Thu, 08/12/1999 - 20:00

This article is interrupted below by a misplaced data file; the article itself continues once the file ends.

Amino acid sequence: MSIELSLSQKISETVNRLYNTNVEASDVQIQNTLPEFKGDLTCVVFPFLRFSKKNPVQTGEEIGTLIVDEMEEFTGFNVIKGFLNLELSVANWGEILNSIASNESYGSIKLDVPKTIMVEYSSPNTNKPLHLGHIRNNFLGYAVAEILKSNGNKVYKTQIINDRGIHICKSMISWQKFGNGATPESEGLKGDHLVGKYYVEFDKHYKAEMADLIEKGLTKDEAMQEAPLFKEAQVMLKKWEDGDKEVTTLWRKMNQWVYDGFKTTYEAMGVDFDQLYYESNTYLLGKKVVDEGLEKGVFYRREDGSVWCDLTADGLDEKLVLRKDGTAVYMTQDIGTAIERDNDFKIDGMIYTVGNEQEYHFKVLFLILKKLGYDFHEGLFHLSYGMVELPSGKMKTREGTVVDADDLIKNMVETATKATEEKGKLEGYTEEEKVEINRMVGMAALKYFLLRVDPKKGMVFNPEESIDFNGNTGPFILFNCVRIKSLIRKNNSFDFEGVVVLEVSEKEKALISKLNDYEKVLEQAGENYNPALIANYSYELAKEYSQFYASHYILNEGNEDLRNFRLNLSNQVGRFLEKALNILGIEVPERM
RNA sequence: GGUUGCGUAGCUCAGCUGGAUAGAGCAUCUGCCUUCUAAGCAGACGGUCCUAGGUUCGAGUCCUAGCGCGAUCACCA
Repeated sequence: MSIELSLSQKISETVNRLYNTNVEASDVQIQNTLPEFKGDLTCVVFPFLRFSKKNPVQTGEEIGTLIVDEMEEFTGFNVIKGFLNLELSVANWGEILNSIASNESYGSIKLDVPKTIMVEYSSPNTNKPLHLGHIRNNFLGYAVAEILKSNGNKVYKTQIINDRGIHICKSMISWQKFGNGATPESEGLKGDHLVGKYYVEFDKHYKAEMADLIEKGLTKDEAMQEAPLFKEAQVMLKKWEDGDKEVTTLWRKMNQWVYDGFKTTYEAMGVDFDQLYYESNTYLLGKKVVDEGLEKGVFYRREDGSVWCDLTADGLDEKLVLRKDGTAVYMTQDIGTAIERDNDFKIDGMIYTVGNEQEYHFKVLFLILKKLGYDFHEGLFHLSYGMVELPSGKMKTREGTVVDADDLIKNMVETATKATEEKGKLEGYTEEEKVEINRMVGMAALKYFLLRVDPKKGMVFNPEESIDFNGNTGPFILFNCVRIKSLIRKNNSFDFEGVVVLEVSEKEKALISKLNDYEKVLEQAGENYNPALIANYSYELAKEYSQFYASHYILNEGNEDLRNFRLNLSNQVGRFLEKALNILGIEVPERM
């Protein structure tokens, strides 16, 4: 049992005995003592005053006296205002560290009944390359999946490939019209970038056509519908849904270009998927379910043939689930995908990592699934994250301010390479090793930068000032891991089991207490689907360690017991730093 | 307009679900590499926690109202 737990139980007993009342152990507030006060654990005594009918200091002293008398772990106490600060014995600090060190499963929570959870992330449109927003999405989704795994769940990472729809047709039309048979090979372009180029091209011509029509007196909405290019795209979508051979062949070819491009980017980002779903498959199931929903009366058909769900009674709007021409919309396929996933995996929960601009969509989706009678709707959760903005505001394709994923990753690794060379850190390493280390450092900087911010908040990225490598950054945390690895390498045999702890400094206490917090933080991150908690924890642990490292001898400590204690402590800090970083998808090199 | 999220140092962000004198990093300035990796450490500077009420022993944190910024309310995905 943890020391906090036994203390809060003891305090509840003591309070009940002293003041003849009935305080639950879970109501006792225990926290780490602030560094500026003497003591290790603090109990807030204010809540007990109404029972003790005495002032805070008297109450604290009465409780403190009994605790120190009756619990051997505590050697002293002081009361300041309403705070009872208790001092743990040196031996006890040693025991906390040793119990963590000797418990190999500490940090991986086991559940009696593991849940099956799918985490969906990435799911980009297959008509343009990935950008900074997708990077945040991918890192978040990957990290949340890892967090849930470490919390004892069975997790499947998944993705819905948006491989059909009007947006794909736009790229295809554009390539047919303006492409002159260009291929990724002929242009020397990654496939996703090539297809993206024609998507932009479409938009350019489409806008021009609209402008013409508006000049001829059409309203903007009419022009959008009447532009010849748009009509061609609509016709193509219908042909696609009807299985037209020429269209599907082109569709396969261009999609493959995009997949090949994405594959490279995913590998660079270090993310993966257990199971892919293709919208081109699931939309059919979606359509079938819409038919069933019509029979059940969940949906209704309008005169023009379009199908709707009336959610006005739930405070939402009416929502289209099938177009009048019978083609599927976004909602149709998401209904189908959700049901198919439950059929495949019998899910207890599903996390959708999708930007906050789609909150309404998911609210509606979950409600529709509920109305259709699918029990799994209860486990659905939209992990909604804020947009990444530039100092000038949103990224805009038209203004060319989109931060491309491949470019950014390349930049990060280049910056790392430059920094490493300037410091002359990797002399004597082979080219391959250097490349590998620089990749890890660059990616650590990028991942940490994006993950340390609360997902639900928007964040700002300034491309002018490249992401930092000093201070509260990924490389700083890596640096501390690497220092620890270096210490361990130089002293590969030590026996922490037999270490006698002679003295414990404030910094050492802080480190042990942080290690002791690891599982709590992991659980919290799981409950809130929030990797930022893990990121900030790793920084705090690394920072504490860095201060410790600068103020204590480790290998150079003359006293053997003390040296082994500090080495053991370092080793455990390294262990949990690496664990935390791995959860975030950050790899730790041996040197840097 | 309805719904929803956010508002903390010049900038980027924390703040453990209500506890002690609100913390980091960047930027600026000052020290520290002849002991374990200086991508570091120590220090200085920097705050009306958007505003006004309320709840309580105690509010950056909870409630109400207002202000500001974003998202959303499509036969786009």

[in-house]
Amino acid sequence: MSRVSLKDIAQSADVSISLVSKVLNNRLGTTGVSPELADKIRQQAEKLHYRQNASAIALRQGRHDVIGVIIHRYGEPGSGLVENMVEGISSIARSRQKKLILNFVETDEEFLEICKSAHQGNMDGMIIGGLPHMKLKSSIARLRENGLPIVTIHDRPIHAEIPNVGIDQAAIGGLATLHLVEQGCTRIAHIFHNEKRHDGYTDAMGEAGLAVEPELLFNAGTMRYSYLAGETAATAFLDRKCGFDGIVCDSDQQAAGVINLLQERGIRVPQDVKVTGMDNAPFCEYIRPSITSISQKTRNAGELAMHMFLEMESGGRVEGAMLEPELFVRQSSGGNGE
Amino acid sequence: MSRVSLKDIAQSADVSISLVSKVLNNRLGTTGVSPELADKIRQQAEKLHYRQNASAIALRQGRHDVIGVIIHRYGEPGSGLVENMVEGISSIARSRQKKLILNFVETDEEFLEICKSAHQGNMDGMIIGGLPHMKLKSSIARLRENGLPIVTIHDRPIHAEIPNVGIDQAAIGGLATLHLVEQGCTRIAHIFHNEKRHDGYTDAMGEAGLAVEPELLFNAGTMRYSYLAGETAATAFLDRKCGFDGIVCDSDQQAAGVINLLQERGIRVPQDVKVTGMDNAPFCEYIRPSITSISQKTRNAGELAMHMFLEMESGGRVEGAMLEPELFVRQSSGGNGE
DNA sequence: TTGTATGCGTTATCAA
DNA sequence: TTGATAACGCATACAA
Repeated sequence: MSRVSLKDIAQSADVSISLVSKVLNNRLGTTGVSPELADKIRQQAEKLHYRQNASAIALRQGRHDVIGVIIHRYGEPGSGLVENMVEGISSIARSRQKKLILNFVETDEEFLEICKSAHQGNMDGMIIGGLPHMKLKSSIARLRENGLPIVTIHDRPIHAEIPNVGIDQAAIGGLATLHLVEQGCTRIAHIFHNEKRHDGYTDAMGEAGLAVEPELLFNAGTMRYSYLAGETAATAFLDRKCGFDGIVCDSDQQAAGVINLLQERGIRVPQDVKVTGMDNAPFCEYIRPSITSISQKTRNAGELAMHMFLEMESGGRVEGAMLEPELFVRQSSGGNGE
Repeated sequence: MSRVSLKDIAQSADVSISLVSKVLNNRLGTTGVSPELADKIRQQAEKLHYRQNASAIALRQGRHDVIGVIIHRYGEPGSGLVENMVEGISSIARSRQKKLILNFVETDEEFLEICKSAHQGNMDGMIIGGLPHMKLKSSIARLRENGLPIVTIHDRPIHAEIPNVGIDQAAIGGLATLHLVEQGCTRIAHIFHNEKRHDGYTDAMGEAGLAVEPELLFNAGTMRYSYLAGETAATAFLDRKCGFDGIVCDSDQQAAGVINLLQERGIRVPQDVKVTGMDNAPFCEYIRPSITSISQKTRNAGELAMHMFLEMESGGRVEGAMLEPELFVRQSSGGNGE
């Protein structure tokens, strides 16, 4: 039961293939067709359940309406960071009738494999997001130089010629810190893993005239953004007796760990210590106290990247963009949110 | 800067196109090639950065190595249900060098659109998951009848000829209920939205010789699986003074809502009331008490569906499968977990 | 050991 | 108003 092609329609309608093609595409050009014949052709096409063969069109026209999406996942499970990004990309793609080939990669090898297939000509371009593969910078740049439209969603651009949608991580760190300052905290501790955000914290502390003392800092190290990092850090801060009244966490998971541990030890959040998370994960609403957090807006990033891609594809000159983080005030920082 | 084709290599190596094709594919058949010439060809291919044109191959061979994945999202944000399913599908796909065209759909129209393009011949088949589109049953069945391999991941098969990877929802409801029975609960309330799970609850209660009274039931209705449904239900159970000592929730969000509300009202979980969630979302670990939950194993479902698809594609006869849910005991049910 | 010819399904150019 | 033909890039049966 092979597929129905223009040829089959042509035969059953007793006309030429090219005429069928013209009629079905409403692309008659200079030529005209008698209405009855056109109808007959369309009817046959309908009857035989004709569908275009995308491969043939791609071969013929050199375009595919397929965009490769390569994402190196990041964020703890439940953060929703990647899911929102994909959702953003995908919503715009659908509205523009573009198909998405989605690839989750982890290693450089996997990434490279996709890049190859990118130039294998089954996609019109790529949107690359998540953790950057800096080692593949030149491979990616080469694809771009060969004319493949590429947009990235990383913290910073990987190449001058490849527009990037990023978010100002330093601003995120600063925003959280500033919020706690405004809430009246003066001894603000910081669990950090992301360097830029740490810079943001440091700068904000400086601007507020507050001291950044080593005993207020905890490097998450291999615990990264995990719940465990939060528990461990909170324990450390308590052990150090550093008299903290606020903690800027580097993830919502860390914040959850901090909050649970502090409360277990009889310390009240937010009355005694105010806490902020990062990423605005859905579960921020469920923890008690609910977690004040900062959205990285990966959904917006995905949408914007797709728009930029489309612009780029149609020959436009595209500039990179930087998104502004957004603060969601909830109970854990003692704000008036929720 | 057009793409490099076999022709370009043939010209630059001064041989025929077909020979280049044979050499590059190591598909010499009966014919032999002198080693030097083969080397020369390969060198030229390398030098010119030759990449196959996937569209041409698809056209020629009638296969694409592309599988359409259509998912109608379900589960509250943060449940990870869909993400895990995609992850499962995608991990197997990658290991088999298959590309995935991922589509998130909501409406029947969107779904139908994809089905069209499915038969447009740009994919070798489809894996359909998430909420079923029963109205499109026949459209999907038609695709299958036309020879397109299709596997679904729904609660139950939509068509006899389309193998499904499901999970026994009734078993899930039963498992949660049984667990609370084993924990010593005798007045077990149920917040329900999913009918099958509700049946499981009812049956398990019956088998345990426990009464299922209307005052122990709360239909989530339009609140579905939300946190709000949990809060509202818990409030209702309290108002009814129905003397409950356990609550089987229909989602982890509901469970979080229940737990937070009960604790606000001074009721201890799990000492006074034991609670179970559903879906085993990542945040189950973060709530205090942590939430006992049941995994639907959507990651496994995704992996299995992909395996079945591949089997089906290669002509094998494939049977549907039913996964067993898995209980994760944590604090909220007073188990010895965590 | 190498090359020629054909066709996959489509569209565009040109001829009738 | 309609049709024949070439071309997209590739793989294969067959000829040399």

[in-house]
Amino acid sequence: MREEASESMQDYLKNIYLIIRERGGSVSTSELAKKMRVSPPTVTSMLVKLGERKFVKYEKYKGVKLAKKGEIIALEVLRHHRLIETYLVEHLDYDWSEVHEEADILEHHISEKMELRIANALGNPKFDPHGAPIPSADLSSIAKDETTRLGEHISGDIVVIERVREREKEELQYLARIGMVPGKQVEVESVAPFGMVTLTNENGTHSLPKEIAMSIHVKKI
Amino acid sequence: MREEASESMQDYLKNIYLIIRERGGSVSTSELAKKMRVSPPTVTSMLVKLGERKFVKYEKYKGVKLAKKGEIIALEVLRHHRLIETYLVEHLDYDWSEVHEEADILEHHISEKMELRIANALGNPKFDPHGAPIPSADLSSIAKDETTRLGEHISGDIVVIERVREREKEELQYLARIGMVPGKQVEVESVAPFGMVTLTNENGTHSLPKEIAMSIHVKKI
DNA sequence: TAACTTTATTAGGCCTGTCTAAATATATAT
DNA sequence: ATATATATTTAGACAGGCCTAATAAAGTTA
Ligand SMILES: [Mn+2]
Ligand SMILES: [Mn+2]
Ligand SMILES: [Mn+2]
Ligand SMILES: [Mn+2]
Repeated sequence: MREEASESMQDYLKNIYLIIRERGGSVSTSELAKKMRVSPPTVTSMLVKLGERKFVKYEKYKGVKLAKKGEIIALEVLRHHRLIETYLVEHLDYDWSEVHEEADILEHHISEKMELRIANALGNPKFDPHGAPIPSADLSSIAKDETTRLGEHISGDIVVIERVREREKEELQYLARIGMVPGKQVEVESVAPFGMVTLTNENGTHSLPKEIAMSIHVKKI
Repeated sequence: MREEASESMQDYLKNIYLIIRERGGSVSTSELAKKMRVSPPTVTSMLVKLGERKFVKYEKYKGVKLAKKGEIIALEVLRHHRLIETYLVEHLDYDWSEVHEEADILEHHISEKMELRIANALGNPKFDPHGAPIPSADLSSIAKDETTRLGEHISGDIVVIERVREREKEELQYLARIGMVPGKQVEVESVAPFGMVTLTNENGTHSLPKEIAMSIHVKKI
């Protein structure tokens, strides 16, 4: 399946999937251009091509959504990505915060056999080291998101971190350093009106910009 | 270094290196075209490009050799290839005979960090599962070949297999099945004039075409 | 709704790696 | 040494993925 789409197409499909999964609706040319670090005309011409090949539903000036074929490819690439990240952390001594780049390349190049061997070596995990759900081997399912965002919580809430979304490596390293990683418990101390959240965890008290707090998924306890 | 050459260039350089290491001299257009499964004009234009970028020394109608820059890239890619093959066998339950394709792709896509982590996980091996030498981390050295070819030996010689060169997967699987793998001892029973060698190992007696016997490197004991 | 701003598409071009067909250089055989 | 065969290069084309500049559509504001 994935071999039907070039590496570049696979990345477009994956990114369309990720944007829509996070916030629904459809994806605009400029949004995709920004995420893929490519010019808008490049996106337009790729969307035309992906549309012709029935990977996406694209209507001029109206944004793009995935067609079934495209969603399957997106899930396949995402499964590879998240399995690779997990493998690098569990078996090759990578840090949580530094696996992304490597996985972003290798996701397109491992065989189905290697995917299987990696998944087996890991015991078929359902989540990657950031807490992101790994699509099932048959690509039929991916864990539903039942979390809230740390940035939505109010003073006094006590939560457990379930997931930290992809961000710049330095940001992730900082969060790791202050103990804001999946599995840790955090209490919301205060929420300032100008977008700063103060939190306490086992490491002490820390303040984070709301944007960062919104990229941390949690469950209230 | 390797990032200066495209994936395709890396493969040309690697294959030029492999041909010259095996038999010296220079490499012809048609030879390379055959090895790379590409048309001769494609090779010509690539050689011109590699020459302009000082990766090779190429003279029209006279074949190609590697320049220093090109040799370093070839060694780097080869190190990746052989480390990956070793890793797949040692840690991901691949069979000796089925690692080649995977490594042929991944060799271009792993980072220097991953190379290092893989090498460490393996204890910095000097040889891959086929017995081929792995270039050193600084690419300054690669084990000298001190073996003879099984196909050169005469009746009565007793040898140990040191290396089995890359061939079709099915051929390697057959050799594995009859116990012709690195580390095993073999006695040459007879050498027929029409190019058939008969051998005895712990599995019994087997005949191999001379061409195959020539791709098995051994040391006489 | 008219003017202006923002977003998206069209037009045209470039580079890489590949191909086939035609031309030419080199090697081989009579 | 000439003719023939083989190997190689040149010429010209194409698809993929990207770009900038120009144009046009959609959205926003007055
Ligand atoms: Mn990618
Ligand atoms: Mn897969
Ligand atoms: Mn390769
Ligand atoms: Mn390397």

“They deserve this.”“They risked everything,” he says.The Gordons entered the Ziemczoneks’ life in November, 1942, when the Nazis liquidated the ghetto in Dunilowicze, a shtetl of a few thousand Jews and Catholics. Abraham hid with his family in the ruins of the ghetto for six days, escaping one night, walking a few hours through dark fields and orchards to the Ziemczonek farm.Jacob Gordon, Abraham’s father, who owned a small grocery store, had “good relations” with Bronislav Ziemczonek, then 60 to 70 years old. “We knocked on the window,” Abraham Gordon says. Bronislav looked out. “He took us into his barn.”The Gordons remained there a few weeks, while Jacob and Bronislav’s two sons dug out a cave in a hilltop at the edge of a forest a few miles away. Finally, Bronislav led the Jewish family to the cave, to safety.For a half year, members of the Ziemczonek family brought food, clothes and blankets to the hidden Jews.“They did it because they were good people,” Gordon says. “It was not safe.” If a Pole was discovered rescuing Jews, the entire family would be killed.And, in late December, Flerian brought the wood-burning stove. “It was very cold. There was snow above the knees,” Gordon says.A Pole, suspicious, asked Flerian, then 15, what he was doing with the stove. “I’m going to make some vodka,” the teen explained.The four Ziemczonek children, aware of the penalty for shielding Jews, “didn’t tell anybody” about the four in the cave.In the middle of 1944, Bronislav told the Gordons he had heard that other Jews had escaped to another forest, where they were living in comparative safety under the protection of partisans. He took the family to that forest, hiding them on his horse-drawn cart under piles of hay.In a few months the Russian Army liberated the region. Moving from Poland to Austria to Italy and finally Israel, the Gordons frequently thought about the family that had saved them. But they could not contact the Ziemczoneks. Byelorussia was part of the Soviet Union, under Communist rule, closed off from the West. “You could not send even a letter,” Gordon says. When communism crumbled a decade ago, he tried to find the Ziemczonek family. He would ask “every place I used to go to, every time I met somebody” with roots in the area of eastern Poland-western Belarus. No leads.And he wasn’t sure if Ziemczonek was the name of the family or their village. All he knew was the name of their farm — “Haravadka.”Finally, a year ago, Gordon went to a brit, where he got into a conversation with Morris Schuster, a travel agent who is president of the United Association of East European Jewry. He introduced Gordon to Sonya Levine, an emigre from Belarus whose brother still lives there.T he brother took up the search.Levine called Gordon this spring. “They found a Ziemczonek.” It was Flerian’s son.“I cried — from happiness,” Hada Gordon says. “They gave him [Abraham] 57 years to live.”Abraham Gordon wrote Flerian, who still lives near his childhood home. “I wanted to make sure it was them.” Flerian’s return letter came back “with all the details. He told me my mother’s name. He told me my sister’s name.” And he told “that he brought the stove.” Gordon offered to help Flerian, whose family is “very poor now.”“ ‘What can I do for you, what do you need?’ I asked him many times. He said, ‘Nothing. We have everything we need.’ ”“I thanked him,” Gordon says. “He said, ‘Don’t thank me. I did what a person’s supposed to do.’ ”Flerian’s two sisters, Bronislava and Veronica, are also still alive, Gordon discovered. “Now at least I’m praying for them — they should have long life,” he says. For nearly six decades, “I didn’t know the names.”With the names of the six Ziemczoneks and other historical facts, Gordon is nominating them for the honor by Yad Vashem. “I want the names to be there.”Gordon hasn’t told Flerian what he is doing.Flerian, in poor health, has invited the Gordons to a reunion in Belarus. “The cave exists to this day,” Flerian boasts. “We will show you.”Gordon is reluctant to go. The republic, one of the poorest in the former Soviet Union, is beset with robbers. “It’s very unsafe to go by yourself,” he says.Gordon spends his free time filling out forms for Yad Vashem.And come Christmas, he’ll tell his story again.